Mid-morning light casts long shadows across November-fallen leaves. Although lacking in foliage during this pre-winter month, Colorado State University’s Oval remains a prominent campus landmark. Designed in 1909, the Oval serves as an entry-way between the outside world and campus life.
Lined with American Elm trees, one long narrow sidewalk heads South to the steps of the iconic three-story Administration Building. Another strip of concrete stretches diagonally across the ellipse of green lawn. A final sidewalk stretches the smaller length of the Oval, perpendicular to the tree-lined path.
Warm sun beats down on bundled up students walking to and from class. Political science major John Mulnix recalls the summer months when he use to kill time on the oval.
“I used to read out here between classes in the summer. The shade was refreshing, and it’s a perfect place for a nap too,” Mulnix said.
A place to study, a place to nap, a place to play, a place to dream. The oval is held close to every Ram’s heart.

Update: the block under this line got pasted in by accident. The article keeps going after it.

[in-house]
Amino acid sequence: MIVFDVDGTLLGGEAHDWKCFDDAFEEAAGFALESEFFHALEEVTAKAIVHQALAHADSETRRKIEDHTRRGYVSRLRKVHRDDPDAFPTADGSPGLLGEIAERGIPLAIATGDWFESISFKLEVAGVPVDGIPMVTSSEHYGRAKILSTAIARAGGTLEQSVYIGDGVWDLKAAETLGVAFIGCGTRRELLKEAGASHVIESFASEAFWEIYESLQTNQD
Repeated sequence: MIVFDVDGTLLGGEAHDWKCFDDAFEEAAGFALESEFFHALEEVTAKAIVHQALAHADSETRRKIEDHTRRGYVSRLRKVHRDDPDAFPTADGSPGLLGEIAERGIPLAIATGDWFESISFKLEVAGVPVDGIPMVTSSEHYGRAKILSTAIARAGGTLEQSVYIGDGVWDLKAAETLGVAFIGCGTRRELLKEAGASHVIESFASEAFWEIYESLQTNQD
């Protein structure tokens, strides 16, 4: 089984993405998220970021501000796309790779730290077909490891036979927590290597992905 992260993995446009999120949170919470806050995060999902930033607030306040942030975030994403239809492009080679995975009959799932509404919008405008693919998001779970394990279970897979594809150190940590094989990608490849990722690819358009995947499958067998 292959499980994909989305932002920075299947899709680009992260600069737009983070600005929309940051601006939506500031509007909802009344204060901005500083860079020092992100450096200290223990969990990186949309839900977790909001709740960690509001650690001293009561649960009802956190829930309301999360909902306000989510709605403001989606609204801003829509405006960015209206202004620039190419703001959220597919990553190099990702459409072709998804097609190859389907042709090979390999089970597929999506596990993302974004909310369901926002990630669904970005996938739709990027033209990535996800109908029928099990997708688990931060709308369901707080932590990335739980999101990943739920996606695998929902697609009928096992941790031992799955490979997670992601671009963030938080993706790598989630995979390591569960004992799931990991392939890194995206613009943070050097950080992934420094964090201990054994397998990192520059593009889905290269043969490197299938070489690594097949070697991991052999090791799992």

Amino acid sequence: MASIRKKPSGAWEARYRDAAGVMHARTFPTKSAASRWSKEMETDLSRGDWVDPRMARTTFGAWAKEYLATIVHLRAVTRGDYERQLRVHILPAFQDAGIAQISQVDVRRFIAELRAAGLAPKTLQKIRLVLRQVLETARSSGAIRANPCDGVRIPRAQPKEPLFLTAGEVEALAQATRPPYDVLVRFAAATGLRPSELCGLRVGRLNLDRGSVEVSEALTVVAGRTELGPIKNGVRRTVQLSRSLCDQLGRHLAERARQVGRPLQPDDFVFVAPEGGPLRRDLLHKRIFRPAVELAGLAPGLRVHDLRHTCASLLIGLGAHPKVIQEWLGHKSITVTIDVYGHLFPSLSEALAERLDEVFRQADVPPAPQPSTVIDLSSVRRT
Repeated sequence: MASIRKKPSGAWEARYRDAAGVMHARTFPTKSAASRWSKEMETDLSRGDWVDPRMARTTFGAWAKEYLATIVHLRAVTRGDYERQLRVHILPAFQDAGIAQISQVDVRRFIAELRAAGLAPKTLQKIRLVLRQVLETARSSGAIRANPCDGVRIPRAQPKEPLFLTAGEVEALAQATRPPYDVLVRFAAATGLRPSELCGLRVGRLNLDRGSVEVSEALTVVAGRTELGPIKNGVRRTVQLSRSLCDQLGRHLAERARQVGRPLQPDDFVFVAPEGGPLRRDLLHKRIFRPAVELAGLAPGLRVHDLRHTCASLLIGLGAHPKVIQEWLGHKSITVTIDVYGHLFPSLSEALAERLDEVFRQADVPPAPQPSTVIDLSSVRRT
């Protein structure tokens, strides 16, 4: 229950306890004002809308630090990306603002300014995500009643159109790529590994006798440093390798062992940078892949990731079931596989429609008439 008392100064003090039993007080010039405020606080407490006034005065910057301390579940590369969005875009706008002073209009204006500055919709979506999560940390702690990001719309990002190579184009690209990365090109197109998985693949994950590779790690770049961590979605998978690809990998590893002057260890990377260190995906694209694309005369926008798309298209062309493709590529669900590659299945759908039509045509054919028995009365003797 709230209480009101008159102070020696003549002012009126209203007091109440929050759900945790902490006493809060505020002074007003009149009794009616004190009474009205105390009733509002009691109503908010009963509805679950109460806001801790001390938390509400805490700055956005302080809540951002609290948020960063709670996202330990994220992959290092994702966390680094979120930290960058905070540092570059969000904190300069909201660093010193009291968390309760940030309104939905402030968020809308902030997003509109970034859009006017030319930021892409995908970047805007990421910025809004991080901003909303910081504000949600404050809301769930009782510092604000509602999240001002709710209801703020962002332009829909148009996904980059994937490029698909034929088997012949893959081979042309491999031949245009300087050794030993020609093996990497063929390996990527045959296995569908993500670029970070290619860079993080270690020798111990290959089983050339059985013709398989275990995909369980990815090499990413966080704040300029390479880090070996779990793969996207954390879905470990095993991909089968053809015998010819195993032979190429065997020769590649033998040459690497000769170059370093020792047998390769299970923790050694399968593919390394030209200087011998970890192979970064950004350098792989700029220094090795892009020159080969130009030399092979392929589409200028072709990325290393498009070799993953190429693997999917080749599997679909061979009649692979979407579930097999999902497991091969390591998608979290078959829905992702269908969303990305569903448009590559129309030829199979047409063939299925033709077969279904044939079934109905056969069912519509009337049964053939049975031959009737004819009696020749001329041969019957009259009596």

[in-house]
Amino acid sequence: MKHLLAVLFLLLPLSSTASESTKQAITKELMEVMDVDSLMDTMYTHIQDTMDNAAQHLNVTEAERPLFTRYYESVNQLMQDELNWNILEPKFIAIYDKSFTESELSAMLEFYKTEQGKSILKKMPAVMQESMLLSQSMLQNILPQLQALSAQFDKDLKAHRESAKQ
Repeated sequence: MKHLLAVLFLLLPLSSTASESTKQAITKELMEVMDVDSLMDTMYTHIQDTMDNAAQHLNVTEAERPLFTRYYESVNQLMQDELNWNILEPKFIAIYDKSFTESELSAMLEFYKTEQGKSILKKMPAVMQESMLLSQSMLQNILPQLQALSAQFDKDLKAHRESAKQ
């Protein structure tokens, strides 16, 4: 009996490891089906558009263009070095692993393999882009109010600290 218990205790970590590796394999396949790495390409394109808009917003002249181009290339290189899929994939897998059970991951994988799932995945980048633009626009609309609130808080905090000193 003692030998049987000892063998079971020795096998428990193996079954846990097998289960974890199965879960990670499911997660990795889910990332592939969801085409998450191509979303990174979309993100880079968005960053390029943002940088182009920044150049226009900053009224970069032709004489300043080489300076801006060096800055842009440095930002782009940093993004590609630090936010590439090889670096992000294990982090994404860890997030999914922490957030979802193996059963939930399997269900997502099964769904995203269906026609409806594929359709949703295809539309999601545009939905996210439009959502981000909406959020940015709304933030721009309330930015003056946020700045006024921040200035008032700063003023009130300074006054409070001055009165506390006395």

“My favorite thing about the oval is that there is always someone out on it either having fun or looking comfortable,” said Claire Clemens, junior international relations major. “It’s special because of the sense of comfort and unity that it brings to CSU.”
The Oval is special to all at CSU be it current students, faculty, or alumni. Cara Neth, director of administrative communications, remembers the oval during her time as a student at CSU.
“When I was a student walking to class, I’d trudge across it in the snow or lie on the ground when it was warm to read between classes, never imagining that I’d one day get to have an office that looks directly down the middle of it,” Neth said. “I have the best view on campus, but I actually have my desk facing away from it or I’d spend all day photobombing the graduation and wedding pictures that are constantly being taken right outside my window. It’s wonderful, actually – you really feel connected to the heart of campus with this view.”
A squirrel darts in front of a bikers path. The Around the Horn bus squeaks to a stop at the far end. A train cries in the distance, warning all to run across Mason St. before it’s too late.
Look up. Black branches contrast a clear blue Colorado sky.